By Moin Qazi
Dr. Moin Qazi is a Ph.D. in Economics and English.
The recent times have certainly been India’s elemental moments. The World Economic Summit at Davos recognised India as an economic and geopolitical power. Moody’s upgrade of India for the first time in 14 years and the country’s entry into the World Bank’s top 100 Doing Business rankings last year have burnished the credentials of India in the world’s eyes. According to the World Bank, India is projected to be the world’s fastest-growing large economy for the rest of the decade. In light of all these achievements, Prime Minister Narendra Modi has succeeded in projecting himself as a strong leader, a man who can undertake tough reforms and be the one with a vision for a better India. However, much is still needed in terms of execution in the country, where the confidence is gradually becoming strained. This is compounded by several dismal economic indicators, explained below, that have thwarted the desired level of progress of the country.
Increasing gap between the rich and the poor
According to the report India Income Inequality, 1922-2014: From British Raj to Billionaire Raj?, published by French economists Lucas Chancel and Thomas Piketty, the share of the national income accruing to the top 1% income earners is now at its highest level since 1922, which is regarded as the milestone year for the Indian Income Tax Act. The top 1% earning class had captured less than 21% of total income in the late 1930s, before dropping to 6% in the early 1980s and rising to 22% today.
Other indices have also confirmed the rising inequality in India. The latest Oxfam survey shows that India’s top 1% of the population now holds 73% of the entire wealth generated in the country. According to the National Council for Applied Economic Research (NCAER), only 12% of the population falls in the middle class. This indicates the growing inequality in the country, where the income levels of the richest and even the middle class do not fall on a close spectrum.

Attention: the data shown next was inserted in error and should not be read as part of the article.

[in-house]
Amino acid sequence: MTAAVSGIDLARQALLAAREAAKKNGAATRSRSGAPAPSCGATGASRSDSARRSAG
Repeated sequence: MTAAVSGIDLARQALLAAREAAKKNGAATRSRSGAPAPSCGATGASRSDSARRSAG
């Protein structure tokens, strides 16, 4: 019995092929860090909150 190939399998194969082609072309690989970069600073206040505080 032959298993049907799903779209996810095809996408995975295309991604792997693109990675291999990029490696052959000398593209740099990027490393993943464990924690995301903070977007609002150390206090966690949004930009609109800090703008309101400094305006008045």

Incessant corruption in the country
It is time now that Prime Minister gets down to delivering the long list of promises that have added up with each of his new pronouncement. Modi has been announcing several grandiose plans by casting around for straws to clutch, the budget promises being a case in point. However, the priority here is to fund the infrastructure that fulfils the promises that have already been made. For that to happen, it is important to fix corruption, the greatest hindrance to all the ambitious planning.
Currently, the government estimates that 36 percent of subsidies never make it to any household and another 36 percent finds its way to non-poor households. Only the remaining 28 percent reaches its intended beneficiary—India’s poorest 40 percent. Prominent economists, Jagdish Bhagwati and Arvind Panagriya have noted that in the eight years of implementation of the Mahatma Gandhi National Rural Employment Guarantee Act (MNREGA), costing Rs 266,000 crore, a sum of Rs 248 was spent to deliver a net of just Rs 50 per person per day.
Harmful unemployment in the country
Jobless growth, which has been more dramatic in the past two years, is probably the main issue of the Indian economy today. Due to difficulty in securing jobs in the private sector, people have been falling back on government jobs. But the public sector is shrinking. Not only are jobs fewer than before, but those that have been created are precarious and badly paid because of the informal nature of the economy.
Almost no new jobs have been created during the tenure of Modi. In the late years of Manmohan Singh, economists say, 6,00,000 extra jobs were added each year. That was far too few, considering roughly one million people joining the labour force every month. However, under Narendra Modi, the job-creation rate has fallen to zero. Modi’s economic promises are audacious, but given their lack of delivery, seem implausible.
India has ranked 131st among 188 countries surveyed for human development in 2016, according to a recent UN report. It has made no improvement in its ranking over the previous year. The report puts it in the “medium human development” bracket, which also includes nations like Bangladesh, Bhutan, Pakistan, Kenya, Myanmar, and Nepal.
To deliver development that is both a GDP-booster and at the same time is egalitarian and equitable, Modi will have to recast the development paradigm in its entirety. The country needs plans, systems, mutual accountability and financing mechanisms. Even before having all of that apparatus in place, we must first understand more concretely what each strategy means to the people who can be helped. While it is important to understand the faults, it is equally important to find out just the right way to bring corrections without hurting the sentiments of the country. Technology can be the key enabler, but to deliver the promise of connecting all the citizens of India, the technology has to be relevant and developed by keeping specific needs and challenges in mind.
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